In 2018, Ninebarrow continued this upwards trajectory with their third record, The Waters and the Wild. The 11-track album highlights how their inspired songwriting is ever evolving and displays the duo’s incredible vocal harmonies through original songs mixed with innovative arrangements of folk standards, all wrapped in lush, sensitive arrangements and flawless musicianship. Awarded 5-stars in both The Morning Star and the English Folk Dance & Song Society’s EDS Magazine, the album has received airplay on BBC Radios 2, 3, 6 Music, Wales and Scotland. Folk luminary, Mike Harding, has hailed it as ‘absolutely monumental’. In June 2018, the album reached Number 2 in Amazon’s Folk Best-Seller chart and was also announced ‘Best Album of 2018’ by the Nova FM Folk Show.
Also in 2018, the Ninebarrow were delighted to formalise their long-standing relationship with one of the South’s friendliest festivals: Lyme Folk Weekend. The duo were delighted to accept the invitation to become patrons of the festival, and since then have continued to work closely with festival director, Jeremy Hayes, to expand the festival, giving advice on bookings, as well as curating one of the festival concerts each year.
In what was to be an incredibly busy year for the duo, 2019 saw them publish ‘Ninebarrow’s Dorset’: a book of musical walks. Jon and Jay are keen walking enthusiasts when not appearing on stages throughout the UK and decided to pool their talents to create a book of diverse ‘musical walks’ in their home county – taking readers on a magical journey through the landscape that has played such a huge part in the success of their music. The book contains ten scenic and distinctive walks for all abilities, each the inspiration for one of the duo’s songs and accompanied with detailed instructions, stories, photography and hand-drawn maps. The publication has been incredibly well-received nationally, and has even been chosen by the National Trust to be stocked in their Dorset shops.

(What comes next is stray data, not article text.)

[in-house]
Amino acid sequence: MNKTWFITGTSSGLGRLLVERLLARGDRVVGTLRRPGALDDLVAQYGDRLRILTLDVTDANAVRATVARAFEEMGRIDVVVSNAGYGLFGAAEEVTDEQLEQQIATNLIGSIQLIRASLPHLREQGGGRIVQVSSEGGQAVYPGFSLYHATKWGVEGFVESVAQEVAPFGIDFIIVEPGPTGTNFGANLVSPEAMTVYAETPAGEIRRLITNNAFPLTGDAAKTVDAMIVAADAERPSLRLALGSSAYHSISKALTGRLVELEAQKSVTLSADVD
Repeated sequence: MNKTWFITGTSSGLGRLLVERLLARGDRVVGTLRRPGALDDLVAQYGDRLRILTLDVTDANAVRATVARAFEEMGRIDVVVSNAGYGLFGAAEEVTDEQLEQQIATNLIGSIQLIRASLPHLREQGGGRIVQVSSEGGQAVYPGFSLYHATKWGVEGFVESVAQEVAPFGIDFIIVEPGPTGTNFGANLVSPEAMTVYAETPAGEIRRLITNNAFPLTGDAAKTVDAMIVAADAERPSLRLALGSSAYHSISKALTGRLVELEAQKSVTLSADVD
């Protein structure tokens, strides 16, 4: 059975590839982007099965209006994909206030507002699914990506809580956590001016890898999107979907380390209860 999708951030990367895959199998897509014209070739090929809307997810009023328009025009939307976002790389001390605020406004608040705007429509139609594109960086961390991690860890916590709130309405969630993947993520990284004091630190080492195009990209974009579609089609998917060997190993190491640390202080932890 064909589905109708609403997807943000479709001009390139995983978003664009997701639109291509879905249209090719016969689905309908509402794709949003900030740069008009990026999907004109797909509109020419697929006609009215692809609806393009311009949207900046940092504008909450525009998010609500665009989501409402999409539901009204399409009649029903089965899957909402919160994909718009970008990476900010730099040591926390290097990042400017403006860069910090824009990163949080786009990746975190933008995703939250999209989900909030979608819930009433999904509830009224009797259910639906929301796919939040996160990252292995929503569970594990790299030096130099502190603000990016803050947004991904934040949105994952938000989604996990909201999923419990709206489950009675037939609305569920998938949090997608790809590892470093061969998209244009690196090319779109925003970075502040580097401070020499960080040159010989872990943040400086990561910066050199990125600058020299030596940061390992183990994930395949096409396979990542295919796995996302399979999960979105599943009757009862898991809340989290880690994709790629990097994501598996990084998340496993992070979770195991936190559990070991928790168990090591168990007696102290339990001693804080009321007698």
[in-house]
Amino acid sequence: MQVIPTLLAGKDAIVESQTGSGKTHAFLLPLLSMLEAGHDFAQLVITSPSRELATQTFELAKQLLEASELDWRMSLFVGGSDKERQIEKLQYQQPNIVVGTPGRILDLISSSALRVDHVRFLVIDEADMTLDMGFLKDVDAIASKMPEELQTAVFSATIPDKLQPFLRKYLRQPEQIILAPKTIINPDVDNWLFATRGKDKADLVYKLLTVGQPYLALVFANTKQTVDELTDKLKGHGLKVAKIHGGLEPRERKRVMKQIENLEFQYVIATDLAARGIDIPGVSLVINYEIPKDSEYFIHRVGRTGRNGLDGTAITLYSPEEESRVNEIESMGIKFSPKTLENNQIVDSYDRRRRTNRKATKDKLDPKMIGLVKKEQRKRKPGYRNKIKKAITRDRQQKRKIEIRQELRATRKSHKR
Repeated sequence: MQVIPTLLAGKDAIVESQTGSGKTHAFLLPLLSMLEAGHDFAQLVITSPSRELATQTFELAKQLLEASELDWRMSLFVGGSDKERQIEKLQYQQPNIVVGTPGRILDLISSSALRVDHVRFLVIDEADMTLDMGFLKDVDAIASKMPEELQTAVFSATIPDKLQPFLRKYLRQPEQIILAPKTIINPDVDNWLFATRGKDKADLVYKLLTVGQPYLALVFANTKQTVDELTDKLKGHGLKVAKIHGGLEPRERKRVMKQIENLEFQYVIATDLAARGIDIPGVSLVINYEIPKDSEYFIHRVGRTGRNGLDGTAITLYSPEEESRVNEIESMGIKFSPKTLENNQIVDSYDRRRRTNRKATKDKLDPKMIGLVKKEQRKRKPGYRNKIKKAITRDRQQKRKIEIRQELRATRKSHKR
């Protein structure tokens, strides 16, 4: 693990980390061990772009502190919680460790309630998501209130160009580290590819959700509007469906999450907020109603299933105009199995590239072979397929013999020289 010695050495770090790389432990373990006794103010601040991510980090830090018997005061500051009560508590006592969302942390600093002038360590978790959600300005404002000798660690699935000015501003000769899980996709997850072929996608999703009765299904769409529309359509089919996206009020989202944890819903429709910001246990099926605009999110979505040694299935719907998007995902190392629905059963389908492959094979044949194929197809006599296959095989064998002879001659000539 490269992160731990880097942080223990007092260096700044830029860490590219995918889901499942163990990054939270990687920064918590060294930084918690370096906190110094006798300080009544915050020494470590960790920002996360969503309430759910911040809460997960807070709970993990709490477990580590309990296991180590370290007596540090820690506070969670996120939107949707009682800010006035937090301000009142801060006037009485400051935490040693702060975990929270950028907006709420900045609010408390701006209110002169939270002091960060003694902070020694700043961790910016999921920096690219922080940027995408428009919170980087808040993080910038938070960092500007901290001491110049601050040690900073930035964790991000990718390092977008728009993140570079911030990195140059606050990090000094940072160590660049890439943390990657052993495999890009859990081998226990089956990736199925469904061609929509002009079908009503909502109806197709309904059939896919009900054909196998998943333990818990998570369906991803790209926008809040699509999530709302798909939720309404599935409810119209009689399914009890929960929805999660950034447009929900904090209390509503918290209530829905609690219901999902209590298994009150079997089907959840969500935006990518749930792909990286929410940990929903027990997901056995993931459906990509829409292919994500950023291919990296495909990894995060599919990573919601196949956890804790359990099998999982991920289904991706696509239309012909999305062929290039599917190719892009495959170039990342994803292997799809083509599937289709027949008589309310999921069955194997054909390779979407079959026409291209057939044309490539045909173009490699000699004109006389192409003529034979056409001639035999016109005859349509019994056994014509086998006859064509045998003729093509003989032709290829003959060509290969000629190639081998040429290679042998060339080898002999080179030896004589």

Off the back of the book’s success, the duo embarked on another exciting project. 'Ninebarrow Musical Walking Holidays' would give folk music fans the opportunity to come to Dorset for a luxury break – where they would be led on guided walks through the stunning Dorset landscape by Jon and Jay, whilst getting to experience the best food and drink available in Dorset. Each day would be capped off with a concert from some of the rising stars of the UK folk scene. The first 2020 holiday sold out within 24 hours of being launched, and so the duo decided to expand with a second; this also sold out over a year in advance. Plans to expand these holidays are already in place for 2021.
In October 2019, the duo were invited to record an episode of Clare Balding’s Ramblings for BBC Radio 4. Following the broadcast, in which Clare described the Jon and Jay’s singing as “So lovely!”, the duo’s two most recent albums immediately jumped to No. 1, No. 2 in Amazon’s Folk Best-Seller chart
In addition to their live shows, publishing, recording work and walking tours, Ninebarrow have also worked on a number of commissioned projects. In the summer of 2014, the duo were commissioned by Artsreach Dorset to write a series of songs inspired by the South Dorset Ridgeway and designed to raise awareness of the rich archaeological heritage of the area. These songs were showcased in exhibitions across Dorset throughout the spring and summer of 2015. They were also commissioned by the ‘Off The Map’ Dance company in the summer of 2017 to write and record the soundtrack to a brand new contemporary dance production entitled ‘Folklore’, which takes inspiration from three folk tales from the south west of England. The duo spent two months working on the project, which was partially funded by Arts Council England.